We quickly decided to leave and rode until Garissa and arrived at around 11.30am. We debriefed about the first few stretches of our ride – it was a smooth tarmacked road. We ordered for a heartful lunch at the Almond hotel. Considering it was warm in Garissa and we had geared up heavily, we had time to remove the layers of clothing and remained light and ready to continue our journey. We left the hotel at 1pm and headed to the Total petrol which is situated along the road leading to the main town.
The road after Hola/Tana area, at some point was quite desolate, the tarmac was worn out and there were numerous potholes. I was quite uncomfortable, a bit scary as I made a little prayer of protection with my mind wondering a little bit into the horror world; considering 4pm was fast approaching and Brian and I were left behind since I had to wait for him to fix the left part of his bike’s handle which had a hanging lever. It was quite a long stretch of around 30-40km before we got to the better part of the road which was well tarmacked and found Bryson and Marvin waiting for us. It was such a relief to be ‘out of the woods’ 😊.
Shortly, we arrived in a Garsen at around 5.30pm which is a small town with a few business-related activities. There was only one petrol station and obviously not Shell or Total and we were a bit wary of filling up our bikes with the petrol. We agreed to carry in our cans and only add if necessary. So, we left the center at 6pm and after about 5km my bike stalled. My heart almost stopped and yet we had approximately 200km to cover to Malindi. We all thought different things, but the truth was my tank was empty. I had expected the fuel tap to blink as a sign but apparently it didn’t. Anyway, I filled my tank and we had to refill the emptied cans and continued with the journey and refueled again with the spare cans we carried after around 150km. Luckily, we arrived safely and exhausted in Malindi at around 8.30pm!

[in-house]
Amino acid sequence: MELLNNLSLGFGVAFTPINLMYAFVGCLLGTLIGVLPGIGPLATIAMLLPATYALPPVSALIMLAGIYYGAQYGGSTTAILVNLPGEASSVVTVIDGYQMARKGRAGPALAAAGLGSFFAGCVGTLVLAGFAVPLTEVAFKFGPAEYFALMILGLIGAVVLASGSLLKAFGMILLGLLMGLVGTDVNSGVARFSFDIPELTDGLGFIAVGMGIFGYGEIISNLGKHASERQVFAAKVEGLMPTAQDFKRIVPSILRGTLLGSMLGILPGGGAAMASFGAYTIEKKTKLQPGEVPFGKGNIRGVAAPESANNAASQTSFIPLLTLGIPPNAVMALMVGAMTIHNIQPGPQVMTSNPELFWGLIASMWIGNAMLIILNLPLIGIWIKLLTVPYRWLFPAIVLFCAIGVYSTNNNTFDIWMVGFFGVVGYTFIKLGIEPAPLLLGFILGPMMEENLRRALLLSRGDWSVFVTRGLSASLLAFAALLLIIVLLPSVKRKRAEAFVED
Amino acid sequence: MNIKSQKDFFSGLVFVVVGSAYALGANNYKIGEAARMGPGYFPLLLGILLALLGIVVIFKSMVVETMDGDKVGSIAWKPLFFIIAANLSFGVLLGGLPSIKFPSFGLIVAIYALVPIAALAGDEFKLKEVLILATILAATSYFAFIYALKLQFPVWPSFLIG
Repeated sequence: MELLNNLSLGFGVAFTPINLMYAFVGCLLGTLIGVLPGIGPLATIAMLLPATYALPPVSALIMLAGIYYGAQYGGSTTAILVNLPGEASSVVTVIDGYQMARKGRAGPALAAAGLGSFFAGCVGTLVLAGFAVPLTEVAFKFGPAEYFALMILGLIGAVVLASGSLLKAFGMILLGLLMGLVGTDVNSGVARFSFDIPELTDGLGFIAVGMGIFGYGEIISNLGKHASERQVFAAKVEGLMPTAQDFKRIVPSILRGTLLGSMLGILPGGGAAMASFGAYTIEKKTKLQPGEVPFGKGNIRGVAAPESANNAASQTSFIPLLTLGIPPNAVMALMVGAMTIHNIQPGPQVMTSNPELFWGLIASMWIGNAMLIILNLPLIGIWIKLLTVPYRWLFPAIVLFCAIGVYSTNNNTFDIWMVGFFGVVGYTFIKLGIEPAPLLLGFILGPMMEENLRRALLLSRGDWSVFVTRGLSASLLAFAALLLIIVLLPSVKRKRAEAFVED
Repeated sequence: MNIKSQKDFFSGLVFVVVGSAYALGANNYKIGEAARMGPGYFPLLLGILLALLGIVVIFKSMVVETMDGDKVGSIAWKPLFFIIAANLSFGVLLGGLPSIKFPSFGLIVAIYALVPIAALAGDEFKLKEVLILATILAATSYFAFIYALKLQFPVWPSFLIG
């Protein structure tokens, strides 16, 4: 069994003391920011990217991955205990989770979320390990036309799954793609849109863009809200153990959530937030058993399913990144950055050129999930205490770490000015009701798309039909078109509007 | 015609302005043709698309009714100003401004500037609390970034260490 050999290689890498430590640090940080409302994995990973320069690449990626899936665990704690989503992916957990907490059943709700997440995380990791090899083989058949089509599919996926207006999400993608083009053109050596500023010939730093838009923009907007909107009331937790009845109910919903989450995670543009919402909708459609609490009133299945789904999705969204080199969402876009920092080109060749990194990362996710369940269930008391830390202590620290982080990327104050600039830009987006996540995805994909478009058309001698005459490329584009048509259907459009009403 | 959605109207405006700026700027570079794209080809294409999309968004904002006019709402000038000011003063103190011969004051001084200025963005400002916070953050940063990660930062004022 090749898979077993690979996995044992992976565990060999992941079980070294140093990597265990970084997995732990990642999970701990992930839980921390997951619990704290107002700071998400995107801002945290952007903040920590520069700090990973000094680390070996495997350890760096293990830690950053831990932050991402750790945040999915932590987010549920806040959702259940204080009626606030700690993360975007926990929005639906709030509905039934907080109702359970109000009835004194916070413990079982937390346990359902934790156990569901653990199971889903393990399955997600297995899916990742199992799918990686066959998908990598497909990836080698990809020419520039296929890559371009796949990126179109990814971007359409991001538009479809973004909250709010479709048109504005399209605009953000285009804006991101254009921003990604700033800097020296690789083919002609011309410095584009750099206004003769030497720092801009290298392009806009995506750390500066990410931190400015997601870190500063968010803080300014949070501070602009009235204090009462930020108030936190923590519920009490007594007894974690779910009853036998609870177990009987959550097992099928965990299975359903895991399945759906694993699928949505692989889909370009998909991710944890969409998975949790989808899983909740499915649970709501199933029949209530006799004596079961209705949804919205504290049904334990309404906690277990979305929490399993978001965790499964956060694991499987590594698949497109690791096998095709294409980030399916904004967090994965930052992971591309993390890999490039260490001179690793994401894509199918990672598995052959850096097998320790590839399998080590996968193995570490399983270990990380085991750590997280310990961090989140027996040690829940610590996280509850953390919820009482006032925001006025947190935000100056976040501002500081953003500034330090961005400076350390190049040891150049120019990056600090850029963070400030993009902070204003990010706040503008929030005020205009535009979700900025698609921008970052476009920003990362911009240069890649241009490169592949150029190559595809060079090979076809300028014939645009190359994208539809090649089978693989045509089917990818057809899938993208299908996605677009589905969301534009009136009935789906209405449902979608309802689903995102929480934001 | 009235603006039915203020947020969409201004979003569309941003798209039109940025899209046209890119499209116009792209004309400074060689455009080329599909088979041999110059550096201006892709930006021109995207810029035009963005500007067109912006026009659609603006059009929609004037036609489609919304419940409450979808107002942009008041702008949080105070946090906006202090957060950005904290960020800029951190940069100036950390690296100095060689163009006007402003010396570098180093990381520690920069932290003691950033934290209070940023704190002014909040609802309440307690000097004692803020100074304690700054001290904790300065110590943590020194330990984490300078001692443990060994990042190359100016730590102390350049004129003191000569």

Day 2 and 3: The team was just ‘soft living’ in Malindi and Watamu. The highlight on Day 3 was Manu joining us when we were out and about in Watamu. It was a pleasant surprise since we have only been chatting but have never met each other in-person.
Later in the evening, I suggested to the team to change the route (* a change is as good as a rest😊) due to the long distance and the few challenges that we experienced along the route which posed as a health/security risk. The team joined me in the same spirit and shared their eagerness to experience a different route i.e. Malindi-Mombasa-Nairobi.
Day 4: (Approx 587km) The team met at the Total petrol station in Malindi near the roundabout heading towards Kilifi at around 6am. As usual, we fueled and a had brief meeting about the route and started the journey at around 6.30am. The road was well tarmacked and smooth all the way. There were several lorries, public and private vehicles plying the route. We stopped briefly to take breakfast at a ‘kibandaski’ and took a few pictures at the Kilifi bridge.
We rode through Kaloleni – Mariakani route and had a brief bathroom break at a Petrol station on the way. We stopped briefly at a Total petrol station in Mariakani to check and confirm the route.
From Mariakani we rode all the way to Voi. It was enjoyable riding along this route although there were a few oncoming vehicles that would overtake dangerously and push us off the road. We arrived in Voi at around 11.30am and stopped at aTotal petrol station to refuel, have brunch and a bathroom break, then departed at 12pm.
As we continued with the journey, we made brief stops at Mtito Andei, Sultan Hamud, Makindu and Makutano without any mishaps.
On reaching Athi river area there was crazy ‘tight fitting’ traffic which posed a challenge when lane splitting. We tried to carefully maneuver our way due to the myriad lorries, private/public vehicles which eased a little after Syokimau as I branched off to Kyang’ombe route -ICD business park -Lang’ata at around 7.20pm (*home at last and to so was the rest of the team!!!)
“Life is not about waiting for the storms to pass, it’s about learning how to ride in the rain!” “Failing to plan, is planning to fail!” “We learn flexibility and adaptability!”